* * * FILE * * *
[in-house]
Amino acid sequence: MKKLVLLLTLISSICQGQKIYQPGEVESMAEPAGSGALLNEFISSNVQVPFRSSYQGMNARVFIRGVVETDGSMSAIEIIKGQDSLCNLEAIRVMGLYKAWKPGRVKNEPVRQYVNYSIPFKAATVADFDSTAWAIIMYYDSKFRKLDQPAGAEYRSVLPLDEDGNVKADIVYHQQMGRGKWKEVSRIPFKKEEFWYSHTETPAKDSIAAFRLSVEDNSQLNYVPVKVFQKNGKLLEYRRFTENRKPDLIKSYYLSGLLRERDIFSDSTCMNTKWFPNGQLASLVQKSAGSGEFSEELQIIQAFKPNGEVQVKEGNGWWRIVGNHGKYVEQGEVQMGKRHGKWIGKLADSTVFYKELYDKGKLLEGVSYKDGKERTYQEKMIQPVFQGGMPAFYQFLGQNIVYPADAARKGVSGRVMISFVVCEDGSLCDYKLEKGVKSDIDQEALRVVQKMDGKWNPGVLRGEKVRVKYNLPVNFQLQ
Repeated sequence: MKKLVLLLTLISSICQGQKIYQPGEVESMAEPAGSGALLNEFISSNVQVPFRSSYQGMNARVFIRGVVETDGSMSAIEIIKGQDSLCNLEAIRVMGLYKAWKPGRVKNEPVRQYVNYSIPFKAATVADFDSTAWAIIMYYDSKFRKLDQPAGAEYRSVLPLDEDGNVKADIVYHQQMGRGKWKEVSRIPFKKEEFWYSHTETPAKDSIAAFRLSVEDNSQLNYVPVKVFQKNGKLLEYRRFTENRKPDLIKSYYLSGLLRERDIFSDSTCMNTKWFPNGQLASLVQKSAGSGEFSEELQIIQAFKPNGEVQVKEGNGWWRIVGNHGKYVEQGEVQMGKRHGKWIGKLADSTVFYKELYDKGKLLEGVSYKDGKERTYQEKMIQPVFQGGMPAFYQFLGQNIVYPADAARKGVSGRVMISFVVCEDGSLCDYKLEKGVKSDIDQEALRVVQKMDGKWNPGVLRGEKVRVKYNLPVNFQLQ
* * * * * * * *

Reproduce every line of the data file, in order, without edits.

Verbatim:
[in-house]
Amino acid sequence: MKKLVLLLTLISSICQGQKIYQPGEVESMAEPAGSGALLNEFISSNVQVPFRSSYQGMNARVFIRGVVETDGSMSAIEIIKGQDSLCNLEAIRVMGLYKAWKPGRVKNEPVRQYVNYSIPFKAATVADFDSTAWAIIMYYDSKFRKLDQPAGAEYRSVLPLDEDGNVKADIVYHQQMGRGKWKEVSRIPFKKEEFWYSHTETPAKDSIAAFRLSVEDNSQLNYVPVKVFQKNGKLLEYRRFTENRKPDLIKSYYLSGLLRERDIFSDSTCMNTKWFPNGQLASLVQKSAGSGEFSEELQIIQAFKPNGEVQVKEGNGWWRIVGNHGKYVEQGEVQMGKRHGKWIGKLADSTVFYKELYDKGKLLEGVSYKDGKERTYQEKMIQPVFQGGMPAFYQFLGQNIVYPADAARKGVSGRVMISFVVCEDGSLCDYKLEKGVKSDIDQEALRVVQKMDGKWNPGVLRGEKVRVKYNLPVNFQLQ
Repeated sequence: MKKLVLLLTLISSICQGQKIYQPGEVESMAEPAGSGALLNEFISSNVQVPFRSSYQGMNARVFIRGVVETDGSMSAIEIIKGQDSLCNLEAIRVMGLYKAWKPGRVKNEPVRQYVNYSIPFKAATVADFDSTAWAIIMYYDSKFRKLDQPAGAEYRSVLPLDEDGNVKADIVYHQQMGRGKWKEVSRIPFKKEEFWYSHTETPAKDSIAAFRLSVEDNSQLNYVPVKVFQKNGKLLEYRRFTENRKPDLIKSYYLSGLLRERDIFSDSTCMNTKWFPNGQLASLVQKSAGSGEFSEELQIIQAFKPNGEVQVKEGNGWWRIVGNHGKYVEQGEVQMGKRHGKWIGKLADSTVFYKELYDKGKLLEGVSYKDGKERTYQEKMIQPVFQGGMPAFYQFLGQNIVYPADAARKGVSGRVMISFVVCEDGSLCDYKLEKGVKSDIDQEALRVVQKMDGKWNPGVLRGEKVRVKYNLPVNFQLQ